Stretch everything. Head to toe. And I mean literally, fingers and toes, the arch of your foot, inner thighs, your neck and shoulder muscles, and the good old gluteus maximus. Eventually you learn your own body and you will discover that it is capable of more than you think. It moves, it supports; it’s graceful and it’s beautiful.

You will get better. In time you’ll find that you can reach to tie your own shoes again or that you don’t get that pinchy feeling in your hip or back when you’re walking or standing for a long time. Some hygienic necessities become easier to perform. Even better, eventually you might even want to walk more, because it doesn’t hurt so damn much. And besides, you’re already up and dressed out, right?

As I am not an exercise professional, I can’t tell you what to do or how to do it. Like everything else I talk about, do your research. Don’t just jump into it because you think stretching is so easy. Done improperly, you CAN hurt yourself. Some sources recommend against stretching first thing in the morning, like I used to do. You need to warm up your muscles, you need to breathe, and you need to know how to not stretch too far. Check the internet or the library, check with your doctor, or find a trainer if you can. When I started stretching seriously for the first time, many years ago, I picked up a book that I would still recommend: Stretching by Bob Anderson. It has been out for decades, so it should be easy to get at the library, too.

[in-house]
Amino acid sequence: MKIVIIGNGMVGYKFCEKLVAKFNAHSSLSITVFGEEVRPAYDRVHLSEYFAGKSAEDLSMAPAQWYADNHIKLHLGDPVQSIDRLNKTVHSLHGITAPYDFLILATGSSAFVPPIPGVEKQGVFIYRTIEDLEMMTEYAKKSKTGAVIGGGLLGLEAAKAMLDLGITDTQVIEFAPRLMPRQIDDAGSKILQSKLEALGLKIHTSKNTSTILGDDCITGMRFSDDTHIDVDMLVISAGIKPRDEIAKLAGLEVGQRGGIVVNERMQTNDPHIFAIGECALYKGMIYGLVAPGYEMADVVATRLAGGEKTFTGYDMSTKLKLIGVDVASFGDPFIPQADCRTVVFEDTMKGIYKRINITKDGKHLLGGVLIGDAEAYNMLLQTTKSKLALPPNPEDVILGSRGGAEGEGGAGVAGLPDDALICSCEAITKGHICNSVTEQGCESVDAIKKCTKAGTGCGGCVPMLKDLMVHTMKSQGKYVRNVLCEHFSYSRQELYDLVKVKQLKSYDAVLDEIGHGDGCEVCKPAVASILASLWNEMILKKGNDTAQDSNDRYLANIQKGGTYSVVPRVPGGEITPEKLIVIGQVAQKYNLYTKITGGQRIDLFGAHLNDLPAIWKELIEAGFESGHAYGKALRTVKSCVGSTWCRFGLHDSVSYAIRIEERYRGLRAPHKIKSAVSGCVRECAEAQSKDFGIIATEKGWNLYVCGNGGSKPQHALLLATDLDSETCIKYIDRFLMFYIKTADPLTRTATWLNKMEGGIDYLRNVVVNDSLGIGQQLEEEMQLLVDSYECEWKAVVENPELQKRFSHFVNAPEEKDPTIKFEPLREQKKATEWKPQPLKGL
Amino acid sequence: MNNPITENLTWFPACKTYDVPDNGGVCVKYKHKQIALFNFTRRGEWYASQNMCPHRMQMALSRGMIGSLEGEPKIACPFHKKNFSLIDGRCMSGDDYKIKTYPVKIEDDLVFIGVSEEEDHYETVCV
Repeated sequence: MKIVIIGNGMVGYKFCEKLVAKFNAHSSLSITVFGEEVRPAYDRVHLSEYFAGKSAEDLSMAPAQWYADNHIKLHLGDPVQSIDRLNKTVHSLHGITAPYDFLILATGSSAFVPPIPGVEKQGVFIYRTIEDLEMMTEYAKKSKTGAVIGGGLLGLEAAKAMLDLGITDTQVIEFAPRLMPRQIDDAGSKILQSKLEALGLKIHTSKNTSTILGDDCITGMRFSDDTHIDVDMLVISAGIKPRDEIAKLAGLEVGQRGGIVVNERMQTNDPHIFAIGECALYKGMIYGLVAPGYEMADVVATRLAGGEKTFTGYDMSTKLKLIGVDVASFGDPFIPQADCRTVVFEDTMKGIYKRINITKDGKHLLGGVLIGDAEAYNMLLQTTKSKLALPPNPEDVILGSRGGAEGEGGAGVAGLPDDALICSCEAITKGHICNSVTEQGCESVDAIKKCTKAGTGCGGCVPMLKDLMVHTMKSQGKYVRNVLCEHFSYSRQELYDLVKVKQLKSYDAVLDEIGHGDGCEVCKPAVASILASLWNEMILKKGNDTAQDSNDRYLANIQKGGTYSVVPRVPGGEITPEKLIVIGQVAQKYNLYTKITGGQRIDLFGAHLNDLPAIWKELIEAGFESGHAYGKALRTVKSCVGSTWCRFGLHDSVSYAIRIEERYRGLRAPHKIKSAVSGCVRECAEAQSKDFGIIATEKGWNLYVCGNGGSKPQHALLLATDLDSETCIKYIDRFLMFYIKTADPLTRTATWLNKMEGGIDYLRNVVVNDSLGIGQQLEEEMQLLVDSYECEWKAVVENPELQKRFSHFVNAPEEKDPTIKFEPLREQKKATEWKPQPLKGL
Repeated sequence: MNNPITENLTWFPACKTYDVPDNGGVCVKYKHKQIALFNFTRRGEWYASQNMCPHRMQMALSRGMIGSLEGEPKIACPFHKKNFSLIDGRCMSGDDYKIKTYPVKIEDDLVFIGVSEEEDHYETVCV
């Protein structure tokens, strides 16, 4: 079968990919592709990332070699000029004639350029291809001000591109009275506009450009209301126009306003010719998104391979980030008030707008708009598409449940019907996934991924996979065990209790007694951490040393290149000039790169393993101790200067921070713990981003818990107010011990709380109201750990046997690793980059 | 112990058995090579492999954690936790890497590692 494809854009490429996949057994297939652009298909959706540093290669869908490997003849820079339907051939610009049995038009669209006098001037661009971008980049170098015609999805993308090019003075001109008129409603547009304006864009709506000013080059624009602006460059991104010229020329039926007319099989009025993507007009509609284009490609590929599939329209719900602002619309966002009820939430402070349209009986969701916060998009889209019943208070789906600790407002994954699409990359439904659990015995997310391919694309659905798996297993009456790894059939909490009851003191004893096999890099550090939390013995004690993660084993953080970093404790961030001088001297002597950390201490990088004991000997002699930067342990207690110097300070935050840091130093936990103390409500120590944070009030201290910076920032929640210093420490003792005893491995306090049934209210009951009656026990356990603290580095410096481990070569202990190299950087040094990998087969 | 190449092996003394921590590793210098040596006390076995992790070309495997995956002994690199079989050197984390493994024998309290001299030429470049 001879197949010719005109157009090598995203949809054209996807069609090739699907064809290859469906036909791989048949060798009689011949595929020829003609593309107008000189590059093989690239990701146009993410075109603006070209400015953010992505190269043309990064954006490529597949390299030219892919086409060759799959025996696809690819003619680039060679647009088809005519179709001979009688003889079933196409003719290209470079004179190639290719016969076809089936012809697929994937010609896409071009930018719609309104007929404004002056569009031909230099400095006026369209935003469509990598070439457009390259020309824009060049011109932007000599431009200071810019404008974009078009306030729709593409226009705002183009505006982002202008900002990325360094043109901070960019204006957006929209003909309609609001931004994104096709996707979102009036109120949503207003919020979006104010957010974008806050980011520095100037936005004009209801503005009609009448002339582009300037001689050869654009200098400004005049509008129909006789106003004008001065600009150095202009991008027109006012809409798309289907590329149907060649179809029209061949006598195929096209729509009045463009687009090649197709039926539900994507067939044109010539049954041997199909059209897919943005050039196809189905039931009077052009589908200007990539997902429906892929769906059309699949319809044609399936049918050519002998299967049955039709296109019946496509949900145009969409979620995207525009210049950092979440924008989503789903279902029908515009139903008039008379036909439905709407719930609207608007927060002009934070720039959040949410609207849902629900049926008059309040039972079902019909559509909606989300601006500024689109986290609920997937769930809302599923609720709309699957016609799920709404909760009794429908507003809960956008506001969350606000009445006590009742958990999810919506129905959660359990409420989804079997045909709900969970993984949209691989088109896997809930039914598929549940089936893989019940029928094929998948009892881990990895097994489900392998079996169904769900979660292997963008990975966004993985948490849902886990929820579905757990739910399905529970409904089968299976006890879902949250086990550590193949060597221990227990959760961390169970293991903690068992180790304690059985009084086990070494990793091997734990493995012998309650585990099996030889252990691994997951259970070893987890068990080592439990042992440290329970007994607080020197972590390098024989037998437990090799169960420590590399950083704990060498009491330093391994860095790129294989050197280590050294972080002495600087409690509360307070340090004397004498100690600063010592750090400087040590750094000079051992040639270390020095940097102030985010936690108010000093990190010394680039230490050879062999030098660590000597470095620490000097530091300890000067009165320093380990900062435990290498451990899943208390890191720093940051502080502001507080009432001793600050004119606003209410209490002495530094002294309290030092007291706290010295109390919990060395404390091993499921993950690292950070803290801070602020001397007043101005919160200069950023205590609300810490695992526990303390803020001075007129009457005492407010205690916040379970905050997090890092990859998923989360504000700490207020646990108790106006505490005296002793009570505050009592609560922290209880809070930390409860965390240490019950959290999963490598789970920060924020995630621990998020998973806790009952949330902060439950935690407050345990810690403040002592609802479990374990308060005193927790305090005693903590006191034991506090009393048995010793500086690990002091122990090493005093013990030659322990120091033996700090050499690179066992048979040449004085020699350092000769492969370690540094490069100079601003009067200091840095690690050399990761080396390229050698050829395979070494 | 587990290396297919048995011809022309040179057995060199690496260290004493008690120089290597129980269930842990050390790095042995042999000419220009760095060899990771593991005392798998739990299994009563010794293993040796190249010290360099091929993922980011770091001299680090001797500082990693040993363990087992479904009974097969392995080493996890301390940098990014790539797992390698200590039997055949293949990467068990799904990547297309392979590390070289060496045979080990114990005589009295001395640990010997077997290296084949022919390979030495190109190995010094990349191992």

A last word about stretching... it can be very meditative too. You are focusing on your breath, counting slowly, moving gently. I haven’t tried this myself, but after taking a couple of yoga classes a while back, I can see the appeal of putting on some soothing music and adding some kind of aromatherapy to the session. That way you could meditate and move at the same time. Just a thought.

So that’s it. That’s what I’m doing to begin being healthy at my size - stand up, get dressed, stretch a little. It’s a ridiculously easy goal, and I can do that. So let’s move!

Wednesday, August 8, 2012

Whatever I Fear

I'm also sharing a video of a song that has been on my mind lately. To quote Toad the West Sprocket: "We expect these things to change by waking up and suddenly there they are. And all I need is a starting place, but nothing ever seemed so hard."

My friend Cassie shared an article recently that I'd like to post here. Thanks, Cassie!
We'll Look Back and Laugh
As with most web articles, keep in mind that the comments are probably best not to be read. Some are positive, but some are filled with the usual "fat blaming" stuff that is harmful to us all. Enjoy!

Thursday, August 2, 2012

Back from Vacation!

We just got back late last night from a 10 day or so vacation in New York State. I'll post some info and pictures, as it was the most fabulous time I've ever had. I never felt self-conscious or "less-than" for the whole trip, and I applaud the people of New York for not being the stereotypes that we all seem to think that they are - the folks in Western NY and the Finger Lakes area were good, happy, wonderful folks and I hated to leave. Thank you for a great stay!